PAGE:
It took a little while to get the ships sorted, pointed in the right direction, set the station as a waypoint, boosts working (had to drop and recreate fleet), and finally get into the flow of changing crystals, scanning, moving ore etc.

The end result of maybe an hour’s effort was 19M ISK worth of minerals. Not too bad. It follows my osmosis approach of just earning bits and bobs here and there, and having it all add up to something worthwhile.

Garage Sale

My industry Alt was at a trade hub, in the earlier stages of selling off all that collected junk. The EVE client suggests I had 8B ISK worth. It will be interesting to see where reality lies. The whole process is going to take a while, particularly as I started mid-week while the market is slower. Still, I am relatively pleased so far:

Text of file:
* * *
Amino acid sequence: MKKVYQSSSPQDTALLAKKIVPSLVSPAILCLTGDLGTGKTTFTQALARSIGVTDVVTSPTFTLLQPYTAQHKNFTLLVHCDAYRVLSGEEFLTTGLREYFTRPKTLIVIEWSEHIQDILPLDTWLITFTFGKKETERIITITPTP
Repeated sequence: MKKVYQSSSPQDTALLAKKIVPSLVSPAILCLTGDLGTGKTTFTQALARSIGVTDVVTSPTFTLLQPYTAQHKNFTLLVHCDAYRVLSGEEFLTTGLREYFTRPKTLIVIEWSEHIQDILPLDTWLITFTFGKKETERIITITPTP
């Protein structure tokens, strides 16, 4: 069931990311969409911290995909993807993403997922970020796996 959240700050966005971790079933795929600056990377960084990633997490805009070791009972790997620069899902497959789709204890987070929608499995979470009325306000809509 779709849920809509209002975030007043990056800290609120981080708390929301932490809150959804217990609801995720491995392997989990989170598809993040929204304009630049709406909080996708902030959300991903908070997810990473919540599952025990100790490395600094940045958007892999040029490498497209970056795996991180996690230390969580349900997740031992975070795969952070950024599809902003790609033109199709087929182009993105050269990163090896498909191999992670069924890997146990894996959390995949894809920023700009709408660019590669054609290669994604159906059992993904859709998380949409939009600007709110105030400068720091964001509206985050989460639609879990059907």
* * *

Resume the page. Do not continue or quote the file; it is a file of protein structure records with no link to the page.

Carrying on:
2.0B Sold / In the Bank
1.3B On the Market
1.8B Waiting to be put on Market
3.1B Waiting to be transported to Market
8.2B New estimated worth

At least we are tracking in the right direction. One last round of the 0.01 ISK game, throwing up an extra dozen lots, and I then steer the Alt back towards her home system.

A short update of her local trade orders, and then I run her full PI Cycle.

I then swap to the PI Alt and complete her PI Cycle.

I find if I concentrate, I can generally complete each planet’s update in between the time I hit warp to the customs office, and the time I actually land next to it. This means I spend very little time sitting around.

PI done and a bit over 20M of final profits made, I swap back to my Industry Alt. I load up her Orca with more stuff to sell and head back to the Trade hub. Downtime then interrupts me, and I notice the news box mention it will be an extra-long one. Damn you CCP, I was on a roll and had plans today. Plans!!